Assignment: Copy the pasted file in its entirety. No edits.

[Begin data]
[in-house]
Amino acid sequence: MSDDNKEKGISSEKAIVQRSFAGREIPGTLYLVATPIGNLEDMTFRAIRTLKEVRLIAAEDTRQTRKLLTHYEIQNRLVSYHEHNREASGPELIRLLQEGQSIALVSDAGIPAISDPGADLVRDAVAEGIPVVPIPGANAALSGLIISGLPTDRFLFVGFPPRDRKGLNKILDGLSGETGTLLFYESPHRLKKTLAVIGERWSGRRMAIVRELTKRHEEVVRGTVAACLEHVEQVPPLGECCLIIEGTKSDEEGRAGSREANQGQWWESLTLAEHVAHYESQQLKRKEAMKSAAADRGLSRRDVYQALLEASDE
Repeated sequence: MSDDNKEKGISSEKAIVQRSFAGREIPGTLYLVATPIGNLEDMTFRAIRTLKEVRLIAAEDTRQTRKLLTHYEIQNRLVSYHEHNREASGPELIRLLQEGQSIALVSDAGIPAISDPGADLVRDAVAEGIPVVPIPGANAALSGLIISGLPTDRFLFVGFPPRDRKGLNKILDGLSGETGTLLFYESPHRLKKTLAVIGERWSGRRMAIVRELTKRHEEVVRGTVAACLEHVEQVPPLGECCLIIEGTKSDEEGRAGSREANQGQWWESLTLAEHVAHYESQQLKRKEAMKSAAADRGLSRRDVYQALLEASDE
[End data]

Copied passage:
[in-house]
Amino acid sequence: MSDDNKEKGISSEKAIVQRSFAGREIPGTLYLVATPIGNLEDMTFRAIRTLKEVRLIAAEDTRQTRKLLTHYEIQNRLVSYHEHNREASGPELIRLLQEGQSIALVSDAGIPAISDPGADLVRDAVAEGIPVVPIPGANAALSGLIISGLPTDRFLFVGFPPRDRKGLNKILDGLSGETGTLLFYESPHRLKKTLAVIGERWSGRRMAIVRELTKRHEEVVRGTVAACLEHVEQVPPLGECCLIIEGTKSDEEGRAGSREANQGQWWESLTLAEHVAHYESQQLKRKEAMKSAAADRGLSRRDVYQALLEASDE
Repeated sequence: MSDDNKEKGISSEKAIVQRSFAGREIPGTLYLVATPIGNLEDMTFRAIRTLKEVRLIAAEDTRQTRKLLTHYEIQNRLVSYHEHNREASGPELIRLLQEGQSIALVSDAGIPAISDPGADLVRDAVAEGIPVVPIPGANAALSGLIISGLPTDRFLFVGFPPRDRKGLNKILDGLSGETGTLLFYESPHRLKKTLAVIGERWSGRRMAIVRELTKRHEEVVRGTVAACLEHVEQVPPLGECCLIIEGTKSDEEGRAGSREANQGQWWESLTLAEHVAHYESQQLKRKEAMKSAAADRGLSRRDVYQALLEASDE